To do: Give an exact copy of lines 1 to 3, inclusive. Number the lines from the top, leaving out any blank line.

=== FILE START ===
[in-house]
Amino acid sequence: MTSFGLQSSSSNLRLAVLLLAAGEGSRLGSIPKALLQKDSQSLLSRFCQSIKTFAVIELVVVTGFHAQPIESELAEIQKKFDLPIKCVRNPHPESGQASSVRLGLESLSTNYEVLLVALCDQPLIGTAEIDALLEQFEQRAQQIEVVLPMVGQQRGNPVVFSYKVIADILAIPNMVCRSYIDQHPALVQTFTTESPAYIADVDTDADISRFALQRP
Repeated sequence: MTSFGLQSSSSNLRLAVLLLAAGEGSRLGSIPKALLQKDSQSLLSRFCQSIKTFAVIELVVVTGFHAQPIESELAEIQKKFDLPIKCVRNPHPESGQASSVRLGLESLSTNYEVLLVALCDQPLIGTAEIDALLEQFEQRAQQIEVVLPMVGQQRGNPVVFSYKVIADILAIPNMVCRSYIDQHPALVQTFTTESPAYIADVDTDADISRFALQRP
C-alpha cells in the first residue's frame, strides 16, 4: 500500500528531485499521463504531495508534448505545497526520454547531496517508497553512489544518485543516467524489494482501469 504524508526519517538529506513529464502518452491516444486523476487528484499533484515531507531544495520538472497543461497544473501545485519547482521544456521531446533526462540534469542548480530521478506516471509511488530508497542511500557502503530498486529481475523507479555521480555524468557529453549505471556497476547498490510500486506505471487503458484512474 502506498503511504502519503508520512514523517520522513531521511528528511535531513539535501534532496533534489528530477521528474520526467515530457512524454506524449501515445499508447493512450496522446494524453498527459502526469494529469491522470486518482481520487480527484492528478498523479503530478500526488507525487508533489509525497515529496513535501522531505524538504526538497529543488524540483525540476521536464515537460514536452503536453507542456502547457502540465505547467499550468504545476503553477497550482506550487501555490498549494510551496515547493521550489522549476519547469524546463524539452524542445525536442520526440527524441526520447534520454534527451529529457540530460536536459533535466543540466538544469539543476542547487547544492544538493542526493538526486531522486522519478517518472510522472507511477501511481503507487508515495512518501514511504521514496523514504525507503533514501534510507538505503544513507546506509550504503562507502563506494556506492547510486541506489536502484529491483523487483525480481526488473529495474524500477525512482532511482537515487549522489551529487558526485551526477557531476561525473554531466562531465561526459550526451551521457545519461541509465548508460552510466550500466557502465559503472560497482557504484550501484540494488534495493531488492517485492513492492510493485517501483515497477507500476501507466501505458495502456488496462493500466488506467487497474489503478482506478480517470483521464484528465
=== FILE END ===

[in-house]
Amino acid sequence: MTSFGLQSSSSNLRLAVLLLAAGEGSRLGSIPKALLQKDSQSLLSRFCQSIKTFAVIELVVVTGFHAQPIESELAEIQKKFDLPIKCVRNPHPESGQASSVRLGLESLSTNYEVLLVALCDQPLIGTAEIDALLEQFEQRAQQIEVVLPMVGQQRGNPVVFSYKVIADILAIPNMVCRSYIDQHPALVQTFTTESPAYIADVDTDADISRFALQRP
Repeated sequence: MTSFGLQSSSSNLRLAVLLLAAGEGSRLGSIPKALLQKDSQSLLSRFCQSIKTFAVIELVVVTGFHAQPIESELAEIQKKFDLPIKCVRNPHPESGQASSVRLGLESLSTNYEVLLVALCDQPLIGTAEIDALLEQFEQRAQQIEVVLPMVGQQRGNPVVFSYKVIADILAIPNMVCRSYIDQHPALVQTFTTESPAYIADVDTDADISRFALQRP